“No longer a pariah,” trilled narrator Kathy Clugston, “politically Gerry Adams is now a global superstar.” To demonstrate this, the film followed him into a New York hotel lift, where he encountered Barbra Streisand. Plainly smitten by him, she deemed him “smart and sensitive and attractive and very charming.” Gerry returned the compliment, telling us that Babs was not just “a beautiful singer” but also “a very, very ordinary person.”

No, Gerry, she’s not, but I suppose your perspective on life gets a little skewed when you’re a guest of honour at a Clinton Global Initiative function where fellow-invitee Jesse Jackson compares you not just to Nelson Mandela but to no less a sanctified figure than Jesus, who, in Jesse’s words, was also once “seen as disturbing the peace.”

“Gerry is held in high esteem around the world,” Jesse assured us, and indeed one of the striking aspects of this documentary was that it couldn’t find anyone who had a bad word to say about him. Tony Blair – who, we were told, has hugged trees with him (don’t ask) – praised his “genuine sense of compassion for all victims,” adding that Gerry and Martin McGuinness were “people I would call friends,” while Babs popped up again to describe him as her “hero.” And even David Trimble seems more kindly disposed to his former adversaries than one would have imagined, referring to them simply as “Gerry and Martin.”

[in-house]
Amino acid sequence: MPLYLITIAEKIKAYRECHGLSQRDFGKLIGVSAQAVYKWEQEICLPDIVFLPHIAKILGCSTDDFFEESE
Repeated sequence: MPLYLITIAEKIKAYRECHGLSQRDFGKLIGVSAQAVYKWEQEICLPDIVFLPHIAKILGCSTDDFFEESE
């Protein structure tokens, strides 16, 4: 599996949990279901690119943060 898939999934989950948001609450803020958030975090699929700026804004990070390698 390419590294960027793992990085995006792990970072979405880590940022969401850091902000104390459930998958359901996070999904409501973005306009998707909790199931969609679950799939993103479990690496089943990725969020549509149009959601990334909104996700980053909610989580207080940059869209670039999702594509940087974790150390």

Of course, the thousands of victims of IRA murder campaigns might have had a few other words to say, but they’re all conveniently dead, and the film only bothered locating the husband of one of these, a man who had sought a meeting with the Sinn Fein leader, finally met him and now feels more forgiving towards him.

I’d say there were lots of others, though, who seethed as they watched this admiring profile.

On BBC1, Panorama asked ‘What’s Up with the Weather?’ but this once-great current affairs series has become so gimmicky and superficial that its answer was inconclusive and frankly uninteresting. On the following night’s A Burning Question (RTE1), Duncan Stewart fretted over the same question but came up with nearly as little hard or persuasive information. Matters weren’t helped by the programme’s frequent recourse to the streets, where it solicited opinions that weren’t worth tuppence from uninformed passers by.

Graham Linehan’s The IT Crowd (Channel 4) has returned for a fourth season and the opening episode was genuinely funny, though for reasons that are hard to describe, or even define. The script, for one thing, has few memorable one-liners, while the situations aren’t especially hilarious. But there’s a benign daftness about the whole thing that’s very engaging, and the playing of Chris O’Dowd, Katherine Parkinson and Richard Ayoade is irresistible. It’ll never be Father Ted, but it’s itself.

On the evidence of its opening episode, Rev (BBC2) will certainly never be Father Ted. In fact, what this sitcom about a bumbling Church of England vicar thinks it’s up to beats me – it just comes across like a lame imitation of that lamentable 1970s comedy series starring Derek Nimmo. Oh, brother, indeed.